“There is no good in worrying, you have to do something,” my father told me. He chewed on his lower lip, then said, “Why don’t you help me fill up the bathtub with ice cubes?” When my brother was three he was unable to control his body temperature when he got a cold. Eventually he outgrew this, but at the onset of inflammation, my brother would slip out of consciousness and start having seizures. I have persistent memories of my mother holding my brother helplessly as his whole body convulsed and twitched. The partial solution was to put him in an ice cold bath in order to bring down his body temperature. In the face of this uncontrollable chaos, my father tried to instill in me the importance of doing SOMETHING. Even if what you do can’t directly help the situation at hand, perhaps it can help in some small way. As I got older, I learned that the ‘some small way’ could actually be a substantial contribution to my peace of mind.
Fast forward from ten year old self to much older self 2016. I am totally stressed out about the USA elections, worried that the train wreck who is Donald Trump will be the 45th president of the USA. There is very little I can do about this situation. I am only one voter. What can I do for my poor country?
Then I think about it: one hundred years ago women could not vote in this country. Less than 100 years later we have a woman running for president, and in my state, a woman running for US Senator as well as state comptroller. I owe it to my suffragette ancestors to do something!
I decide that I will get out the vote. Encourage as many people as I can to vote, because I truly believe that Republicans only do well when voter turn out if low. Also, if the Trumpster turns this country into a fascist state, telling my grandchildren about how I used to “knock on people’s doors to get them to vote” will be something of a novelty.
I decide to volunteer at a phone bank as well as the traditional canvassing- going door to door encouraging people to vote. Why do this? Because despite all the technological advances, the most effective way to get people nudged into voting is one voter talking to another voter. The more personal and humane the interaction, the more likely a person is to vote. We all just need a little encouragement to do the right thing. I know this is effective because I myself have been influenced to vote. Nowadays, I like to think of myself as convincing people that they have something very valuable- their vote. How valuable is it? This is hard to measure. In some cases, perhaps not very much. But is a close race, it can make all the difference. Will you ever know that it was your vote that made the difference? No, you won’t. It is a matter of faith, and faith is in short supply in this country, despite our professed religiousity.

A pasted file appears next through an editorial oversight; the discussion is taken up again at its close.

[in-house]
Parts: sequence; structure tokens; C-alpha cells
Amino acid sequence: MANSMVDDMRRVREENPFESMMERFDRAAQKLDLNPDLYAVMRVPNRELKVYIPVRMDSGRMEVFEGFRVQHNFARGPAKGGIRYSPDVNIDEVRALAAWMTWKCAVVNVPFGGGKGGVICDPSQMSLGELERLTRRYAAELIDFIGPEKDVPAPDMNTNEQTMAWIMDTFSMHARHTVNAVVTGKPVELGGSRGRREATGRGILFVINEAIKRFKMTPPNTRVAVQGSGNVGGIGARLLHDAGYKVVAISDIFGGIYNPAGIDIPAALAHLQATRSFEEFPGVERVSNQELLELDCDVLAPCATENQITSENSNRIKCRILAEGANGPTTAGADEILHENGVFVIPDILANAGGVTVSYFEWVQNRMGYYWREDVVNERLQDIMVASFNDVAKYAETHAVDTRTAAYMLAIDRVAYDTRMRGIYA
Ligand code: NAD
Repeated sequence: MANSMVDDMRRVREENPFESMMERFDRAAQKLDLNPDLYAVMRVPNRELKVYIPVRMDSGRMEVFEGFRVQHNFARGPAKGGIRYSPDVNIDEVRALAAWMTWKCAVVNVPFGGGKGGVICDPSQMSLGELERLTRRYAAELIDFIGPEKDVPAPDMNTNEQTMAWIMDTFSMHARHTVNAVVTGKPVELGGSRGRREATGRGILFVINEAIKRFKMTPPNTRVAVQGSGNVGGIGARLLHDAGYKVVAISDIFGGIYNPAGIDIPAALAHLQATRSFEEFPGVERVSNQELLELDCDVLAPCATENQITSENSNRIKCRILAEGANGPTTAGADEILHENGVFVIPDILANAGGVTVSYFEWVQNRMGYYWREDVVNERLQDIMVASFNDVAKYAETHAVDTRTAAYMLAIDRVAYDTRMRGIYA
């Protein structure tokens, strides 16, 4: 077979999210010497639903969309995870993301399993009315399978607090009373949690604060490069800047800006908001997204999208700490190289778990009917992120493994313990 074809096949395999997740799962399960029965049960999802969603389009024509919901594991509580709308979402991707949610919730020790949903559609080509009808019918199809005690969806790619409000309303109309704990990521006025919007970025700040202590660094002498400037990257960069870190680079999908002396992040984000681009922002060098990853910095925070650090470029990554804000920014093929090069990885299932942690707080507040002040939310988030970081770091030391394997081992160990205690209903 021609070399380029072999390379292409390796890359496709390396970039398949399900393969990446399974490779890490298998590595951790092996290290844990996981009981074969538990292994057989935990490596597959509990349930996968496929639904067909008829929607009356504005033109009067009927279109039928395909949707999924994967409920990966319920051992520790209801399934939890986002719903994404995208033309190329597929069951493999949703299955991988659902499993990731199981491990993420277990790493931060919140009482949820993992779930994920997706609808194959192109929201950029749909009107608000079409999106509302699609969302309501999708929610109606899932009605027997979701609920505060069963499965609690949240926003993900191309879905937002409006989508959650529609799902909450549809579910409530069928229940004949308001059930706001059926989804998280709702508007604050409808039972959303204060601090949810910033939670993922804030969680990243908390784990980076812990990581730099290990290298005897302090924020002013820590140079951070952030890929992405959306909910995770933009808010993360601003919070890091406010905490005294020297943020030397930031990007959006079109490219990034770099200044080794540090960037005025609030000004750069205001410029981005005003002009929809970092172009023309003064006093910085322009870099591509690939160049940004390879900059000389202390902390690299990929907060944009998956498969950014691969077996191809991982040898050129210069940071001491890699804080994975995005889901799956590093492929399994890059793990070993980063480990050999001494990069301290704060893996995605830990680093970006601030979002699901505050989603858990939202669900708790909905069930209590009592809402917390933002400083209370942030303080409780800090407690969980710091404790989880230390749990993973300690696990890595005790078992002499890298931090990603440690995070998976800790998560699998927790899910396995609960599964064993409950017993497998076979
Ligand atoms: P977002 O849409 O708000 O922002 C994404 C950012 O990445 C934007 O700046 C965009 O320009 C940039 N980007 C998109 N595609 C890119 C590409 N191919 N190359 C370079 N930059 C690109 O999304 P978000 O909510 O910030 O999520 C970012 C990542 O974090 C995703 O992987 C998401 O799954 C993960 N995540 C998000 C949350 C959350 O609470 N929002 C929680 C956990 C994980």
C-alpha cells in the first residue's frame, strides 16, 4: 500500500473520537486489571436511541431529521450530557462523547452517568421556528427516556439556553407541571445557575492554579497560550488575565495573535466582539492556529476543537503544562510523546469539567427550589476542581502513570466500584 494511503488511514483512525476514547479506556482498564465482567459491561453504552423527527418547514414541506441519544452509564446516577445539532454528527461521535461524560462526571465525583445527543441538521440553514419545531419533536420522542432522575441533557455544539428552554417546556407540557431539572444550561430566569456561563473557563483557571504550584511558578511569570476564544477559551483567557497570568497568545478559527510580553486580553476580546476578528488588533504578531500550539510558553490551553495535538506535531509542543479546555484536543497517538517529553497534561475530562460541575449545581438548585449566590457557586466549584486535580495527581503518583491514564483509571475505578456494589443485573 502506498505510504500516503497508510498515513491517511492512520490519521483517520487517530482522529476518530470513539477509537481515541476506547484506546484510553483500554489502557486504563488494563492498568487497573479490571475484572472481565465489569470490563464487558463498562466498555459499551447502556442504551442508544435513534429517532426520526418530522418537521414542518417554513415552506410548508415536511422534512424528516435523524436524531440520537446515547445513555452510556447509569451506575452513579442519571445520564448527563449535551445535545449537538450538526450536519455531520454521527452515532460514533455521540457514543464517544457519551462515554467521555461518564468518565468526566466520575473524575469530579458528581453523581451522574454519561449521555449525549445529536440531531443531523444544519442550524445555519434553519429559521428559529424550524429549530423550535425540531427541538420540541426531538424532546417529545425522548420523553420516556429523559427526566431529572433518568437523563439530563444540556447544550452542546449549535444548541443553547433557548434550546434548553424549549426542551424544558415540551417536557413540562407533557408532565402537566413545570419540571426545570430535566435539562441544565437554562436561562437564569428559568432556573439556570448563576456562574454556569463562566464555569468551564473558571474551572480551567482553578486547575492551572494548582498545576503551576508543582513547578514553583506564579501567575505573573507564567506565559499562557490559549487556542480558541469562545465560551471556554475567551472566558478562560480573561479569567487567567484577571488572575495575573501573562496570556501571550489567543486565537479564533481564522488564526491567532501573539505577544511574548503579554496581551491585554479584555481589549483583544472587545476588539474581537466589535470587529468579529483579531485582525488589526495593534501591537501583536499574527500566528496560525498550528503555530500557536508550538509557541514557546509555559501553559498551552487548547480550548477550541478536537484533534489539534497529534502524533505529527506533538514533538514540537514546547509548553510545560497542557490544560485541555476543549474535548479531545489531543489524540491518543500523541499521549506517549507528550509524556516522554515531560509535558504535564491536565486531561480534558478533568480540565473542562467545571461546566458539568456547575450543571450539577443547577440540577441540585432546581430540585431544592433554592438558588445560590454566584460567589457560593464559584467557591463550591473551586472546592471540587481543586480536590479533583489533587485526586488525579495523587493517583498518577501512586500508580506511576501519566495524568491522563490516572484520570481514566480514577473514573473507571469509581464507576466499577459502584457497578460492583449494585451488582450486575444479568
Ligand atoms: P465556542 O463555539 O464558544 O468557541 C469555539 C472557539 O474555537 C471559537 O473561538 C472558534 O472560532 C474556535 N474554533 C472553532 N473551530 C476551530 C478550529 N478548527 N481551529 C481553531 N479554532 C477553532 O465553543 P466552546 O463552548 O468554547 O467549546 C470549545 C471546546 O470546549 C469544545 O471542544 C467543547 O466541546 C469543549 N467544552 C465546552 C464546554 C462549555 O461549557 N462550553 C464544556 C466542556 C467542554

I did it. I manned the phone bank (mostly nobody was home). I went door to door in neighborhoods ( a beautiful neighborhood in Westmont on a gorgeous sunny, fall day). I only called people who were registered Democrats, I wasn’t trying to convince some Trump supporter to vote for Hillary. I overcame my fear of dogs, actually appreciated them because if they were barking up a storm then obviously no one was home and I could move onto the next house. For the most part, people were polite or curt. No one screamed at me. I wasn’t murdered by a serial killer when I knocked on doors. And more importantly, at the end of the day, I felt good. Maybe it is a crazy system, but at least I had the opportunity to participate, to contribute, to honor my ancestry, to perhaps help in some small way.
Perhaps the happiest moment I had was talking to an elderly gentleman at his front door. After I finished my spiel about “do you have a voting plan?” he smiled and said, “You know, when I was younger, I used to do what your doing. Canvassing the neighborhood.” As I walked away from the house, I could tell he felt relieved- glad that the next generation cared, the next generation could follow in his footsteps.